While life seemed to return to normal while studying in Vilna, the Polish refugees remained all too aware of the danger that loomed only next door in their homeland. Along with students of the Chachmei Lublin and Mirrer Yeshivas, Gerlitzky and 53 other students of the Chabad Yeshivah managed to secure transit visas from Japanese consul Chiune Sugihara in Kaunas, Lithuania. After securing a blessing from the Rebbe, who was still trapped in Poland, the students traveled on the Trans-Siberian railway across Russia and the vast Siberian Steppe to the Eastern port of Vladivostok and on to Kobe, Japan.

Once in Japan, they realized that the visas offered by Sugihara were only 10 day transit visas - but the thousands of Jewish refugees who poured through Japan's borders had made no plans to travel further. Ultimately, they found refuge in Japanese annexed Shanghai, in China.

In 1941, Gerlitzky and eight of the other senior students were able to acquire visas to Canada. Crossing the Pacific, the nine world weary refugees hoped to travel to New York to visit their Rebbe. Upon arriving in Montreal, however, in the autumn of 1941, the Rebbe gave them a very different set of instructions; they were to establish a yeshivah in Montreal. Encouraged by the Rebbe to receive his new emissaries to the city, the Montreal community gave the nine yeshivah students a warm welcome.

But not all were happy with the idea of a school in Montreal based on the standards of the old country. Famed liquor baron Samuel Bronfman, owner of the Seagram Company and President of the Canadian Jewish Congress, offered to pay for the yeshivah students to relocate to Toronto.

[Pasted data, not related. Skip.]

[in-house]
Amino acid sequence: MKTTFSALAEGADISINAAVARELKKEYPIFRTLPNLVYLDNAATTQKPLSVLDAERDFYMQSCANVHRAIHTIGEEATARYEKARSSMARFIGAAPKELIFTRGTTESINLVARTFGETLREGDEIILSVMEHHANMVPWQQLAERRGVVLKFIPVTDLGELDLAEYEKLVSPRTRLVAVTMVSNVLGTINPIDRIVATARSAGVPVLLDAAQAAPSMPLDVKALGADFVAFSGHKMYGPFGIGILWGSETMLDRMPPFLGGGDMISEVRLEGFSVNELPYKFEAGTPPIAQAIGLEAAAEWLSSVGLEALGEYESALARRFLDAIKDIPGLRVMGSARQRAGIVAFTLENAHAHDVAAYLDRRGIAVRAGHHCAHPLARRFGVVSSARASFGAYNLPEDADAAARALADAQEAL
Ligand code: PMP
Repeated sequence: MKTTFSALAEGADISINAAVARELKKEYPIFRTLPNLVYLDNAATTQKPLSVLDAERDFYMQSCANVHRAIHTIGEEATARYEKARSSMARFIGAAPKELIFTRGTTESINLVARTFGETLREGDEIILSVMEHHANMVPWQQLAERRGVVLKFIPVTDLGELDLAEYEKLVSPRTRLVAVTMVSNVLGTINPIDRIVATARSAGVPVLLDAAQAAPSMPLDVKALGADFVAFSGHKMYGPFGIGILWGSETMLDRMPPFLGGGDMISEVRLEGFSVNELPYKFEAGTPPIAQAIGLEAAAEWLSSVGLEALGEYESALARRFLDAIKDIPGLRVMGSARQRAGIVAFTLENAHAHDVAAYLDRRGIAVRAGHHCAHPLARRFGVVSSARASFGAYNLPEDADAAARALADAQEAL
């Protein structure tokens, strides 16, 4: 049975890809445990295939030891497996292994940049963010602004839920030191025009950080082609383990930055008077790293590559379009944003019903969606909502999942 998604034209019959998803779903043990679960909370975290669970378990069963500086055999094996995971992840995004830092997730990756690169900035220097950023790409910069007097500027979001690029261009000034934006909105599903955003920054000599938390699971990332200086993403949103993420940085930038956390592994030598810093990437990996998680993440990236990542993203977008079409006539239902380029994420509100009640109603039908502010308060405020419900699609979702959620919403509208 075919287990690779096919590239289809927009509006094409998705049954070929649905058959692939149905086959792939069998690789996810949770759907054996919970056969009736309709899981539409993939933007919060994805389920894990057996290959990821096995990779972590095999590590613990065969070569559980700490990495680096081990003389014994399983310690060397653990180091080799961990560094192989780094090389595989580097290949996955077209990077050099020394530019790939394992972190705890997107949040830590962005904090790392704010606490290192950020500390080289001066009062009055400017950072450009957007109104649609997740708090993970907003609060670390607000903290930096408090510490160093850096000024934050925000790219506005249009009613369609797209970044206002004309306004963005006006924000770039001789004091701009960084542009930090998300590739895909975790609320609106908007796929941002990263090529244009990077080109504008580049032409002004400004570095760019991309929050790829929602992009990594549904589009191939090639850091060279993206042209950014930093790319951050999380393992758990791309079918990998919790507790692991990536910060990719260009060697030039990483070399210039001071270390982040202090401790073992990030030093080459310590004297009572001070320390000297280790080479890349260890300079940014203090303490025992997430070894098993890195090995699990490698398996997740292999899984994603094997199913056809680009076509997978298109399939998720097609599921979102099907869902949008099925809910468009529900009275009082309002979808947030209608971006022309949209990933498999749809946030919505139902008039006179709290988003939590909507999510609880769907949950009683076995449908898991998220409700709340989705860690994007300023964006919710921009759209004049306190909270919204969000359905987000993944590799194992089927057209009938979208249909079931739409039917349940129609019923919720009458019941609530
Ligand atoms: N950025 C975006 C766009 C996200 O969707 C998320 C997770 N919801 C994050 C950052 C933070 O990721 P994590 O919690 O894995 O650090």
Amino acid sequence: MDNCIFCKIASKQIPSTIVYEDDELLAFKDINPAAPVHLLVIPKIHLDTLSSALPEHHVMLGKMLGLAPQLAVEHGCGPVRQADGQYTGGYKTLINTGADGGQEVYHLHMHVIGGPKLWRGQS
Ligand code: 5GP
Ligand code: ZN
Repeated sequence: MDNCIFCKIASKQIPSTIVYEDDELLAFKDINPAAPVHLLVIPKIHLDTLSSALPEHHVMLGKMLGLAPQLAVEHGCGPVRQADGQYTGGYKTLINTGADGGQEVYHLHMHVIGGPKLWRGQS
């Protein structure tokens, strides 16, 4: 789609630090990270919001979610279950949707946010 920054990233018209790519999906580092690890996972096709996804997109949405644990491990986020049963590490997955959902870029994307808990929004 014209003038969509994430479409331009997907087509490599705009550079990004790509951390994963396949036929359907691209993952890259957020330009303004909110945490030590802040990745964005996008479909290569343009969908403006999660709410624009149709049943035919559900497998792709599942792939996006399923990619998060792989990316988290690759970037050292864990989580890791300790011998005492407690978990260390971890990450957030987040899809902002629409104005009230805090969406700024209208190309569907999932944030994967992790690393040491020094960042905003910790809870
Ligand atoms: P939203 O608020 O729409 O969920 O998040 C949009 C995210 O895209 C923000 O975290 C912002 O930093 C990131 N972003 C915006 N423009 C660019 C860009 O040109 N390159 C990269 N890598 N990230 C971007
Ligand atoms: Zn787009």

But the students were faithful to their mission, and Gerlitzky merited to deliver the school's first lecture to its tiny initial class of seven students. Word of the first full-time yeshivah spread quickly and by Chanukah of that year, the number of students had grown to 27.

Appointed as fundraiser for the school, Gerlitzky's work became integral to the growing needs of the yeshivah. Always a humble person, he insisted on receiving the modest pay of a school teacher despite raising substantial sums of money for the school. 

Shortly after settling in Montreal, Gerlitzky met and married Chana Rosenblum.

Gerlitzky would dedicate his life to kindness and charity. His grandson, Rabbi Yosef Eisenbach, now the Chabad representative to northwestern Connecticut, recalls traveling with his grandfather on Thursday nights to anonymously deliver charity to those in need.

"My grandfather always saw the good in other people." Eisenbach relates.

After his passing, family members recounted that dozens of community members approached them to tell of how Gerlitzky's charity proved critical to them during difficult times. So committed was Gerlitzky to helping others, that before the Passover holiday, only days before his passing, he worked to arrange charity and supplies for the seder to needy families.

Rabbi Moshe Eliyahu Gerlitzky passed away in Montreal during the week of Passover. He is survived by his eight children and over 300 descendants.